A non-alcoholic trip to a curry house might be a strange concept in England, but then again Mumtaz isn’t your typical curry house.
In the corner of the waiting area a double bass stands resplendent in silver amongst luxurious soft cushionings, listening intently to the grand piano sing it’s tinkly instrumental renditions of Phil Collins and the songs of various 80s artists who are still dining out on their spurious hits.
The space is bright despite the best efforts of the incoming clouds bearing large, grey grudges. Long tall windows cast overcast shadows across the garish decor of the eating hall and high ceilings proudly show off their extravagant fittings. The colour palate is more boudoir than biriyani.
But it’s not all bad as the lime pickle and poppadoms arrive (and boy are they good) and the dining chairs suck themselves around our shapes in a firm embrace. They are surely the best dining chairs in the world.
This isn’t however the best curry house in the world, despite the industrial scale take out area, the contracts with supermarkets and the endorsement of comedians, sportstars and the Queen.
Our chutney has disappeared before the realisation that booze is off the menu hits us like a freight train. “Non-alcoholic” the friendly but uncharismatic waiter mumbles.
Nay bother, the only option is to embrace it. Luckily the list of ‘mocktails’ is more impressive than the list of curries (too many of which bear the uninformative description ‘with onions, tomato and Mumtaz spices’). Orange and mint cooler suits lamb kerala down to the ground, and a coconut lassi cleans the palate in the spicy aftermath.
The lack of Cobra is long forgotten later. At first it was strange but then there was a realisation that conversation and curry were not neutered by lack of alcohol. Trudging past the gun metal Armouries in that fine rain that soaks you right through perhaps a beer jacket might have helped, but this curry was beer free.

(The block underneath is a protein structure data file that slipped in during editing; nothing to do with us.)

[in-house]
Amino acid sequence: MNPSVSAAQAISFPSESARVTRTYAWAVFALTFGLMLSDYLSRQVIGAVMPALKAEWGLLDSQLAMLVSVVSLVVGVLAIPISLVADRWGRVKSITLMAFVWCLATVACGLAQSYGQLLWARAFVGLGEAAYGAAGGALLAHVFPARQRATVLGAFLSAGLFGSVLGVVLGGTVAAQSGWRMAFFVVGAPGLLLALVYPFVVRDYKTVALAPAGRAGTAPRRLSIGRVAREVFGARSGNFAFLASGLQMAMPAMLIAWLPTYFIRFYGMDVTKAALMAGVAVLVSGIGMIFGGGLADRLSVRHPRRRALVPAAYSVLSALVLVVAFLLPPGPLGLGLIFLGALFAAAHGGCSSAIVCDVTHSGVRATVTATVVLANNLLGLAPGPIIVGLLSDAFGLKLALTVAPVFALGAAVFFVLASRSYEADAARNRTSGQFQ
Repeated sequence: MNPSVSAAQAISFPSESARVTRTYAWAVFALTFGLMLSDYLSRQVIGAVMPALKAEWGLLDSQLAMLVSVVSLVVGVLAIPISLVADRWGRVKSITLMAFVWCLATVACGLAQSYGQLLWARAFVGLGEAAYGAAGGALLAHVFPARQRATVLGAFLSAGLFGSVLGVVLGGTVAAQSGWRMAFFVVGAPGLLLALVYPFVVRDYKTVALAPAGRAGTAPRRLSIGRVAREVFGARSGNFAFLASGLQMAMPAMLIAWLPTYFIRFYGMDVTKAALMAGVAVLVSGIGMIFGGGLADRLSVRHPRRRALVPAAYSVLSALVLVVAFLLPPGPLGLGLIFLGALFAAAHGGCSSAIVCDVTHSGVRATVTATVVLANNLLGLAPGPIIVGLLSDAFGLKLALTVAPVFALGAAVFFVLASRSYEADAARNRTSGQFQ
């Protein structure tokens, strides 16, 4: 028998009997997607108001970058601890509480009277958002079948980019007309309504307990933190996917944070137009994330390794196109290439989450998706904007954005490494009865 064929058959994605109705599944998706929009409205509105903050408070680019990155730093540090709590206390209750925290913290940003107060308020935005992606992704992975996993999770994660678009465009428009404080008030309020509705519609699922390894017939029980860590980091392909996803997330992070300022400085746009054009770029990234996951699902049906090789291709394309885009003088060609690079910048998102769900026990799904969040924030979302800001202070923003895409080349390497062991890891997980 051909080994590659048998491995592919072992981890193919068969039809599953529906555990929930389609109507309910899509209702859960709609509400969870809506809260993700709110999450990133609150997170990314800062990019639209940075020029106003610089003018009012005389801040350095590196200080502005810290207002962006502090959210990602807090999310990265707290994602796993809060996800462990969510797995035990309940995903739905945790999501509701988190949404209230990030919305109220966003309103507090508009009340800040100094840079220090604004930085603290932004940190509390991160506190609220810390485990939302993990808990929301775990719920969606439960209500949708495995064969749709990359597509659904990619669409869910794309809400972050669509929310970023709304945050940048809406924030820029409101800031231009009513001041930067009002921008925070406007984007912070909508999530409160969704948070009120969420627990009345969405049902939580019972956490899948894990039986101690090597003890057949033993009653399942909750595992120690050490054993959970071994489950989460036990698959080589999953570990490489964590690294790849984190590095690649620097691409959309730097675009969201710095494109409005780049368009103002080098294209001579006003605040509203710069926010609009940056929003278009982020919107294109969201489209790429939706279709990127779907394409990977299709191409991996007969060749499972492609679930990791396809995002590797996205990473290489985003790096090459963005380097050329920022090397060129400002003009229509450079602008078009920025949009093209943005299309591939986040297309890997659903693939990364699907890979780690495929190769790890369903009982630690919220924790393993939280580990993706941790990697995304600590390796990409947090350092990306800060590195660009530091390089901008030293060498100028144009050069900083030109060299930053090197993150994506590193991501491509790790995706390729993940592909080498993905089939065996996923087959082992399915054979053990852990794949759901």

And it made a nice change. The rain on the other hand, did not.Tags: Cobra, curry, leeds
“Harmonica Workshop” reads one of the highlights of May’s music events that are quietly advertised in the snug corridor that leads to the bar.
Amongst the other treats are a French quintet, acoustic guitar sessions and an open mic night.
Add the musical eclecticism to the mix of tiny fire-heated rooms, the perfectly kept cask ale, the feeling of homeliness – all this makes the Grove very special.
Snuggled underneath the Dalekian behemoth of Bridgewater Place (how it survived the calls of the planners wallets who knows?) the Grove stands both proud and humble in a largely soulless corner of Leeds.
This is the place we gathered to dissect the play off loss to Millwall on a mild May evening three years ago (how did Beckford miss that penalty as we watched from the rare vantage point of the East Stand Upper?) the tiny snug filled with groups of men adorned in yellow, white and blue, necking the first pint of bitter and nursing those that followed.
4-4-2, 4-3-3, 1-2 home defeat, 4.6% ABV (x?).
It’s the pub I’d sneak away to when the world needed forgetting for a short blip in my office life (I worked around the corner), the landlord smiling wildly if I popped in after the lunch time rush to hide by the wooden alcoves, dive into a book with big science words and faraway places, and let the flames of the fire lick the daily wear and tear away.